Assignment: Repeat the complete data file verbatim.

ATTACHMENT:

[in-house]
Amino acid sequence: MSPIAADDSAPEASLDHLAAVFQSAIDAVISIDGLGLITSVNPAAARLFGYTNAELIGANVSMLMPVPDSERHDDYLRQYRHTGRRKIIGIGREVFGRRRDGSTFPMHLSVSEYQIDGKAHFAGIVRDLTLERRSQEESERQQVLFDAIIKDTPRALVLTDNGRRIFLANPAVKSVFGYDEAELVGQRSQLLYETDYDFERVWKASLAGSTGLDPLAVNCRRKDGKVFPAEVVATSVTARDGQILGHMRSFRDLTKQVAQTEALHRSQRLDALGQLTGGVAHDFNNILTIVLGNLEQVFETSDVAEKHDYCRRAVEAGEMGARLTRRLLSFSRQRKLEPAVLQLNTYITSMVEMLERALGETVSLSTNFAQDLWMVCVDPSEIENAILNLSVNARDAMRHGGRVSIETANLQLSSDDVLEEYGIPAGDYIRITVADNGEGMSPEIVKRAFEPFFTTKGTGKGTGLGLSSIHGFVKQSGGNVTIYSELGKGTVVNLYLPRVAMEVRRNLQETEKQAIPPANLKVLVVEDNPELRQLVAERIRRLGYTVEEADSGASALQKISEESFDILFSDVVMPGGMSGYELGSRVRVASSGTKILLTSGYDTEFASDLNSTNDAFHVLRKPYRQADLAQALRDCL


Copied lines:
[in-house]
Amino acid sequence: MSPIAADDSAPEASLDHLAAVFQSAIDAVISIDGLGLITSVNPAAARLFGYTNAELIGANVSMLMPVPDSERHDDYLRQYRHTGRRKIIGIGREVFGRRRDGSTFPMHLSVSEYQIDGKAHFAGIVRDLTLERRSQEESERQQVLFDAIIKDTPRALVLTDNGRRIFLANPAVKSVFGYDEAELVGQRSQLLYETDYDFERVWKASLAGSTGLDPLAVNCRRKDGKVFPAEVVATSVTARDGQILGHMRSFRDLTKQVAQTEALHRSQRLDALGQLTGGVAHDFNNILTIVLGNLEQVFETSDVAEKHDYCRRAVEAGEMGARLTRRLLSFSRQRKLEPAVLQLNTYITSMVEMLERALGETVSLSTNFAQDLWMVCVDPSEIENAILNLSVNARDAMRHGGRVSIETANLQLSSDDVLEEYGIPAGDYIRITVADNGEGMSPEIVKRAFEPFFTTKGTGKGTGLGLSSIHGFVKQSGGNVTIYSELGKGTVVNLYLPRVAMEVRRNLQETEKQAIPPANLKVLVVEDNPELRQLVAERIRRLGYTVEEADSGASALQKISEESFDILFSDVVMPGGMSGYELGSRVRVASSGTKILLTSGYDTEFASDLNSTNDAFHVLRKPYRQADLAQALRDCL